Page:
• Avoid contact sports or other activities with a high risk of injury.
  • Don’t drink alcohol without your doctor’s approval.
  • Take care not to burn yourself when ironing or cooking.

Chemotherapy often affects the digestive system. Nausea and vomiting are common side effects, though some people experience constipation and diarrhea as well.

Fortunately, digestive system side effects can be managed with effective medications. This includes antiemetics, anti-diarrhea medications, and medications for constipation.

At times, your treatments can be physically exhausting. But sleeping can be difficult due to stress and anxiety.

These suggestions may help improve your sleep quality and reduce fatigue:

  • Wind down properly before bedtime by taking a warm bath and listening to calming music.
  • Go to bed at the same time every night.
  • Keep the bedroom cool, quiet, and dark.
  • Invest in a comfortable mattress and bedding.
  • Avoid caffeine and alcohol before bedtime.
  • Use stress-relieving techniques like guided imagery, meditation, deep breathing, and muscle relaxation exercises before bedtime.
  • Avoid cell phone and computer screens before bed.
  • Avoid napping during the day; if you need to nap, try to limit naps to 30 minutes.

Many cancer treatments cause loss of appetite, nausea, vomiting, and inability to absorb nutrients. This can sometimes lead to malnutrition.

Due to low red blood cell counts, eating enough iron is vital. Try to eat foods high in iron such as green leafy vegetables, shellfish, legumes, dark chocolate, quinoa, and red meat. If you don’t eat meat or fish, you can help iron absorption by including a source of vitamin C, like citrus fruit.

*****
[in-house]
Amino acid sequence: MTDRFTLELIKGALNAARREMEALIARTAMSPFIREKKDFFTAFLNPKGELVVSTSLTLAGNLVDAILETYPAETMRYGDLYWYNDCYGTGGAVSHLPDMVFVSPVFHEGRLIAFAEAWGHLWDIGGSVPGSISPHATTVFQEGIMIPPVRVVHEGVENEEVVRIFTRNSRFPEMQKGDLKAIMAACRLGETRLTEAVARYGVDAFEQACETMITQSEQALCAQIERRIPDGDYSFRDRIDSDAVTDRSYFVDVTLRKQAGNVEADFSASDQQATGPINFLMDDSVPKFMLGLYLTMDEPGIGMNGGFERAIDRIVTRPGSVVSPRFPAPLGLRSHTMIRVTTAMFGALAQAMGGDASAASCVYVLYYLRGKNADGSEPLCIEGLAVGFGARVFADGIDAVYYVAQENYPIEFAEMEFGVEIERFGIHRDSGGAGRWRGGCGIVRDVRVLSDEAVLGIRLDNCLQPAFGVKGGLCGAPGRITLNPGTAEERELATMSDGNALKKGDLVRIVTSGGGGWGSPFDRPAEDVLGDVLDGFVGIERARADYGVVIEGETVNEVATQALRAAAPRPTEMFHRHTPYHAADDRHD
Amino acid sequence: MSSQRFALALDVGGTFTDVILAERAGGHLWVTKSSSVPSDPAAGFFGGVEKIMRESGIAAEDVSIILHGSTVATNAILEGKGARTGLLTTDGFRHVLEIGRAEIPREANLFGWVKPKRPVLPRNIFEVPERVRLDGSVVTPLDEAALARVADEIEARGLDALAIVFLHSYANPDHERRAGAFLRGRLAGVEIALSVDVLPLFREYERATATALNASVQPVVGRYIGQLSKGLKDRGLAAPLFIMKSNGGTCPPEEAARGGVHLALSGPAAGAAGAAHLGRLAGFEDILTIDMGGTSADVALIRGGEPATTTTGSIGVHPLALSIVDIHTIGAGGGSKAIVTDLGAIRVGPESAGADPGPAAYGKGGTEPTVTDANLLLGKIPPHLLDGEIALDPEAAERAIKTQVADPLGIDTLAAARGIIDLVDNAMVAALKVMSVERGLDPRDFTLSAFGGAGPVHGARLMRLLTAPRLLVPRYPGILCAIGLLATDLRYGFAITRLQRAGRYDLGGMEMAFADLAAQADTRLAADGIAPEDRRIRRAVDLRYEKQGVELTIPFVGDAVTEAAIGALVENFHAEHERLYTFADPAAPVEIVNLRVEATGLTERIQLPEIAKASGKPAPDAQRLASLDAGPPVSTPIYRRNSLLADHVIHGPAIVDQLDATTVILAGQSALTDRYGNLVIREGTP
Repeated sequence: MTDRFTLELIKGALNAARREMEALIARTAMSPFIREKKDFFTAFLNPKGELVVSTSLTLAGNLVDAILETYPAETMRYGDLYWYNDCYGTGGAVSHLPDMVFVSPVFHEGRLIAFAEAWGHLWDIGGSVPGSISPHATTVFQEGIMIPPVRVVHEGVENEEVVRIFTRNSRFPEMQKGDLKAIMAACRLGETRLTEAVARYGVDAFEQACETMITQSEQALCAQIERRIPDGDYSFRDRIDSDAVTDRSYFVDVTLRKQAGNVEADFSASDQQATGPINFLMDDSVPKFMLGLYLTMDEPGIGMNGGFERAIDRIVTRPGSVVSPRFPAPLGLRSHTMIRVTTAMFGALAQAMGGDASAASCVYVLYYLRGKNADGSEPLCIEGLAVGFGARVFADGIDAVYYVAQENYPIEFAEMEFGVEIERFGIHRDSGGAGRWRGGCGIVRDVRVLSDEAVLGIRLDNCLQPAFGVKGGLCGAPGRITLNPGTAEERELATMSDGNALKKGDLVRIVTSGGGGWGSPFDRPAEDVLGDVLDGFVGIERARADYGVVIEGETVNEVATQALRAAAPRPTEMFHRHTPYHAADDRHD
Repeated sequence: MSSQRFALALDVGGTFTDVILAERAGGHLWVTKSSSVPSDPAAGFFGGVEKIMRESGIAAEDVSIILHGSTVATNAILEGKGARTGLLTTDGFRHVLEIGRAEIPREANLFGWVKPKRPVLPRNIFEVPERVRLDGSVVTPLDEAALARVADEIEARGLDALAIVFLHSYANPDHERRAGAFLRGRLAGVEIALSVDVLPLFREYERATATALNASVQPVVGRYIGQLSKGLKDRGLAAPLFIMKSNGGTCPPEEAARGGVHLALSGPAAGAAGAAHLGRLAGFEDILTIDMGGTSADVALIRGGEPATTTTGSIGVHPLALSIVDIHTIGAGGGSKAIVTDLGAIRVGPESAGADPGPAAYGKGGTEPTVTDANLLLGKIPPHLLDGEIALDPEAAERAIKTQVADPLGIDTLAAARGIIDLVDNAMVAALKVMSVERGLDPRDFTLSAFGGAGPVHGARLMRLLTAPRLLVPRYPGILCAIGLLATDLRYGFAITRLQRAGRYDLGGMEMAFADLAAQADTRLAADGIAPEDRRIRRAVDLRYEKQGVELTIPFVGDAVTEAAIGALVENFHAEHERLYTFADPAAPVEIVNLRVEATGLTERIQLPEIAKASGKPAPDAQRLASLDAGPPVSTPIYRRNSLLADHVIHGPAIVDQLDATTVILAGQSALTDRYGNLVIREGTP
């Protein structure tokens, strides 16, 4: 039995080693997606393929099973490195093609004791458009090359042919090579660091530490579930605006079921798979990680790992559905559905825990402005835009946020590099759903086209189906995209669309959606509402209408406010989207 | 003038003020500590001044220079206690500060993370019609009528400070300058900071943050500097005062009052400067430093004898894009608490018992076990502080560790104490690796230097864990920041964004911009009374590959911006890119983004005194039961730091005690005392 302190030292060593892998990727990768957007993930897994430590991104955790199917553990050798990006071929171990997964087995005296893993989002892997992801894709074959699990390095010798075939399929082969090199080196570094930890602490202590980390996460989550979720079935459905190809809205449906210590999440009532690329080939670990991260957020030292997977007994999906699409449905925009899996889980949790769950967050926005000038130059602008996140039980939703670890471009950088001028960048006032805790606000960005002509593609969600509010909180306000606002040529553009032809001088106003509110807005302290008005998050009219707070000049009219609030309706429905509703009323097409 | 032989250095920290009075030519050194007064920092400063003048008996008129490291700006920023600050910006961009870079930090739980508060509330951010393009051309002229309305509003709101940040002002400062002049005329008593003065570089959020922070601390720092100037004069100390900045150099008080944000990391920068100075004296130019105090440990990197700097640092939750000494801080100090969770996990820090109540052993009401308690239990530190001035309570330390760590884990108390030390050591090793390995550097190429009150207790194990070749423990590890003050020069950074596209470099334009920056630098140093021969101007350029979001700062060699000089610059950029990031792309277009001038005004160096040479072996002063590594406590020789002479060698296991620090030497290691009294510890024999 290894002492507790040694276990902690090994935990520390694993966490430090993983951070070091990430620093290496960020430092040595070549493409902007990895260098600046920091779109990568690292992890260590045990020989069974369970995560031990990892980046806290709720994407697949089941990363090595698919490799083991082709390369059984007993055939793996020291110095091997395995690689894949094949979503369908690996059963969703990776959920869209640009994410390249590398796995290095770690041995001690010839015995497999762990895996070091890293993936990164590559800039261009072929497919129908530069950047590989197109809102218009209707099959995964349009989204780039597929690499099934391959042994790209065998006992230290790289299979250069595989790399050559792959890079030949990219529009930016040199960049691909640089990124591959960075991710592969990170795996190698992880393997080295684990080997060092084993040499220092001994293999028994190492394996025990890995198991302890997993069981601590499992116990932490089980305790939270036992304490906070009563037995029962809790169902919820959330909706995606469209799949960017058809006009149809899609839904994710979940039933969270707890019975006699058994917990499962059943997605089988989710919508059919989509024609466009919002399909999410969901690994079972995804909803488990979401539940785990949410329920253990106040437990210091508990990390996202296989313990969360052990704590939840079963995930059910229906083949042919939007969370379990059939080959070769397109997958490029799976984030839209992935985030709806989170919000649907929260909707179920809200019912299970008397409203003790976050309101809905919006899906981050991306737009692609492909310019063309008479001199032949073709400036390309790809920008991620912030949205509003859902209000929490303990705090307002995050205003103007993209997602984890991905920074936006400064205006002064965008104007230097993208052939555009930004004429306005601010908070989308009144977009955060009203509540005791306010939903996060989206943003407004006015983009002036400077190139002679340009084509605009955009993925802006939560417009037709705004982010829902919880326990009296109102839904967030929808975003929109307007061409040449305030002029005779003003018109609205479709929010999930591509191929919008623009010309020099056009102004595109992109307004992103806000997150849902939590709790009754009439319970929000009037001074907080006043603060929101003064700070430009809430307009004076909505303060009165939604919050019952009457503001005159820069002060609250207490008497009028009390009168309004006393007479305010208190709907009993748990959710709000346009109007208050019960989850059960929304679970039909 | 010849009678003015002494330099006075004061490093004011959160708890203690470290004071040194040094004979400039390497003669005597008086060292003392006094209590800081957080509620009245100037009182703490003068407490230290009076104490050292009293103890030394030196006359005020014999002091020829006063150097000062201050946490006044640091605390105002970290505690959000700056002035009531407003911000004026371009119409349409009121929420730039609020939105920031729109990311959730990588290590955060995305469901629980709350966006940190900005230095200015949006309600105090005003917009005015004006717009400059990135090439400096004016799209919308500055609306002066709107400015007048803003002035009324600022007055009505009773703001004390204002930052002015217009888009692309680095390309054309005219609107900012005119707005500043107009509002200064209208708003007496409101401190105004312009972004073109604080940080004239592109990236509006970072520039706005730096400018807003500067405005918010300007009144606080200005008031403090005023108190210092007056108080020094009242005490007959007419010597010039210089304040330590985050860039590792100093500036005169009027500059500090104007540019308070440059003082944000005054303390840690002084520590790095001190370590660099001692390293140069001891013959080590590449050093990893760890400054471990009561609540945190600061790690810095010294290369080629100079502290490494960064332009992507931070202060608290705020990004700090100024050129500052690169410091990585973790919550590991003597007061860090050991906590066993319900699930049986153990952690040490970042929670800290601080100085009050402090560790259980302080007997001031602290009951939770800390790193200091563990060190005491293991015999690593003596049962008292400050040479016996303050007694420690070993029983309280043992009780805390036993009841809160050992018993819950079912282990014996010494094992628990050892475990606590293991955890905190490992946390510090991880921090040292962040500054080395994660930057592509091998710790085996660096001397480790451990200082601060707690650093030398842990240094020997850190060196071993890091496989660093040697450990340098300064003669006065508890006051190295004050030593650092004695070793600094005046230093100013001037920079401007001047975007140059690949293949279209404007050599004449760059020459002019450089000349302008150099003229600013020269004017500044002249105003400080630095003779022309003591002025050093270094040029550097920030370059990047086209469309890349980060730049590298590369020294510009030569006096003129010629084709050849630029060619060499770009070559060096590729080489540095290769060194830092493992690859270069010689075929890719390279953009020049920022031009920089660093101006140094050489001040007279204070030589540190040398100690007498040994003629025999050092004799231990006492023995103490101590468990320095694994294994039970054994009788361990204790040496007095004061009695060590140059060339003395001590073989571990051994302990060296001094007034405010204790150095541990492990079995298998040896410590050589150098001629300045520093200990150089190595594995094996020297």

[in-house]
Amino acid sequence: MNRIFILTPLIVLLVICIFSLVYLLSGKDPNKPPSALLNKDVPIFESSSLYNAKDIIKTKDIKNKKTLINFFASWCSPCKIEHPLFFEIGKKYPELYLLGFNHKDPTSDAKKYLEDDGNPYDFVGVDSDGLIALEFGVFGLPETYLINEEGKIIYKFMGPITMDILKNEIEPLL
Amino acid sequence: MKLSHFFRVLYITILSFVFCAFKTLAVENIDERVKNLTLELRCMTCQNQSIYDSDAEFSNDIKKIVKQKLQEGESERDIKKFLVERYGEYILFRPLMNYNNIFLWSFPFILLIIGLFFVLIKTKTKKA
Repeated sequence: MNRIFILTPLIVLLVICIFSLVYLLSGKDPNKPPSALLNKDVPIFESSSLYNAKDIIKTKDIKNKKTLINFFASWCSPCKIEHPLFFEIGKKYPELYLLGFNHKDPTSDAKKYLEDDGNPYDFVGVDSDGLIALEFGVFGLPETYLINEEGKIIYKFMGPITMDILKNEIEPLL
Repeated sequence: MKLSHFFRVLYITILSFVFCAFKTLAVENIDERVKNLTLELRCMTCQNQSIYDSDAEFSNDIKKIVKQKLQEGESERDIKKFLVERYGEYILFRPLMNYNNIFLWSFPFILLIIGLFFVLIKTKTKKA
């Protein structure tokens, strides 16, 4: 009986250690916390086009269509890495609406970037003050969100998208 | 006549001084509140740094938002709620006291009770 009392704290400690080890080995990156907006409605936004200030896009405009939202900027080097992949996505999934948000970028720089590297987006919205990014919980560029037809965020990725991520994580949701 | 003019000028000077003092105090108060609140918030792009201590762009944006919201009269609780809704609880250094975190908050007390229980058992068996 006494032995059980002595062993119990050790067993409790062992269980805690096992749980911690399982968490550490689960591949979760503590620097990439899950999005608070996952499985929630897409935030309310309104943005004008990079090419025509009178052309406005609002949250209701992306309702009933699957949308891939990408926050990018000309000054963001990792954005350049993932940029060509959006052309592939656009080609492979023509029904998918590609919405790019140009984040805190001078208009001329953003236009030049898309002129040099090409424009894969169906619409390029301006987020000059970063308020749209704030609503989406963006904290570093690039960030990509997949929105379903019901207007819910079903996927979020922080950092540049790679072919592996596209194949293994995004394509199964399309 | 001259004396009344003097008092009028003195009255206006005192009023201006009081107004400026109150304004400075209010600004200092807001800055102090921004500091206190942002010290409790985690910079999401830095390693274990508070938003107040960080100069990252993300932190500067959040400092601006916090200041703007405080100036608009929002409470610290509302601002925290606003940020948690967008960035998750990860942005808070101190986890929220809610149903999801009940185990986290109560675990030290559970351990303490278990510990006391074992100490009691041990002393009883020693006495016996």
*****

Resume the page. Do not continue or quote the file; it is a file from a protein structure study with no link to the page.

If possible, meet with a nutritionist or dietitian to create a diet plan that ensures that you get enough calories, fluids, protein, and nutrients. Be sure to also drink plenty of water. Dehydration can make fatigue worse.

Talk to your doctor about what signs and symptoms warrant a visit to the doctor and what is considered an emergency situation. A fever, chills, or signs of infection like redness and pain can be serious.

Write down the number for your doctor’s office somewhere that can be easily accessed and also programmed into your cell phone.

Ask family or friends for help with difficult tasks. People often want to help, but don’t know what they can do for you. Give them a specific task to do around your house. This could include mowing the lawn, cleaning the house, or running errands.

Support groups can give you a chance to discuss your side effects with other people with CLL who are going through a similar experience. Contact your local Leukemia & Lymphoma Society chapter for a referral to a local support group.

As you begin treatment, it’s important that you communicate what you’re feeling to your healthcare team. This will help them tailor your therapy if needed and help improve your overall quality of life. Ask your hematologist or oncologist about possible side effects of your specific treatment regimen and how to manage them.